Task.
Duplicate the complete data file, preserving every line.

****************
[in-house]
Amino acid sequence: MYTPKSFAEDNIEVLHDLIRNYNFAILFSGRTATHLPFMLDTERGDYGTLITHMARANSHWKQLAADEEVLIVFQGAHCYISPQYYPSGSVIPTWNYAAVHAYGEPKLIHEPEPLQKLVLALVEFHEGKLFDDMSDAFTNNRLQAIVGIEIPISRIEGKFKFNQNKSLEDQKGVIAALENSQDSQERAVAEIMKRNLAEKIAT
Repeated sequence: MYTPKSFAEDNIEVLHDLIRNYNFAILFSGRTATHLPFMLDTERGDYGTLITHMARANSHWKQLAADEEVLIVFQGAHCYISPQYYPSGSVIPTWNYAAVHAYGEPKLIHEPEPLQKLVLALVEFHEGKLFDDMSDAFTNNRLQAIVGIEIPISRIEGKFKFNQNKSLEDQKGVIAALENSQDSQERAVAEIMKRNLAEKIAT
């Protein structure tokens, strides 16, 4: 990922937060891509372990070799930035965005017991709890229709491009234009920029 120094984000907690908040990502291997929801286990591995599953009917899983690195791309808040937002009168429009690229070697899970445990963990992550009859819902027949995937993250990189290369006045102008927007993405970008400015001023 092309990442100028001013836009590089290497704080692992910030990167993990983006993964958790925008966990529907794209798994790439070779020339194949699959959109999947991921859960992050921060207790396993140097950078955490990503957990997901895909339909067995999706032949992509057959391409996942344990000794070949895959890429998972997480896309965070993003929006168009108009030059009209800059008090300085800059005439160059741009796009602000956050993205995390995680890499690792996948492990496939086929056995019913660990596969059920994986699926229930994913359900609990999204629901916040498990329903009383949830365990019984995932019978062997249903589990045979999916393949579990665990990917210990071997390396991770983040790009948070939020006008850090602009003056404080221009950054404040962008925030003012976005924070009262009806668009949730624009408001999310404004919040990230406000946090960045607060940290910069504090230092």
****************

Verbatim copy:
[in-house]
Amino acid sequence: MYTPKSFAEDNIEVLHDLIRNYNFAILFSGRTATHLPFMLDTERGDYGTLITHMARANSHWKQLAADEEVLIVFQGAHCYISPQYYPSGSVIPTWNYAAVHAYGEPKLIHEPEPLQKLVLALVEFHEGKLFDDMSDAFTNNRLQAIVGIEIPISRIEGKFKFNQNKSLEDQKGVIAALENSQDSQERAVAEIMKRNLAEKIAT
Repeated sequence: MYTPKSFAEDNIEVLHDLIRNYNFAILFSGRTATHLPFMLDTERGDYGTLITHMARANSHWKQLAADEEVLIVFQGAHCYISPQYYPSGSVIPTWNYAAVHAYGEPKLIHEPEPLQKLVLALVEFHEGKLFDDMSDAFTNNRLQAIVGIEIPISRIEGKFKFNQNKSLEDQKGVIAALENSQDSQERAVAEIMKRNLAEKIAT
């Protein structure tokens, strides 16, 4: 990922937060891509372990070799930035965005017991709890229709491009234009920029 120094984000907690908040990502291997929801286990591995599953009917899983690195791309808040937002009168429009690229070697899970445990963990992550009859819902027949995937993250990189290369006045102008927007993405970008400015001023 092309990442100028001013836009590089290497704080692992910030990167993990983006993964958790925008966990529907794209798994790439070779020339194949699959959109999947991921859960992050921060207790396993140097950078955490990503957990997901895909339909067995999706032949992509057959391409996942344990000794070949895959890429998972997480896309965070993003929006168009108009030059009209800059008090300085800059005439160059741009796009602000956050993205995390995680890499690792996948492990496939086929056995019913660990596969059920994986699926229930994913359900609990999204629901916040498990329903009383949830365990019984995932019978062997249903589990045979999916393949579990665990990917210990071997390396991770983040790009948070939020006008850090602009003056404080221009950054404040962008925030003012976005924070009262009806668009949730624009408001999310404004919040990230406000946090960045607060940290910069504090230092």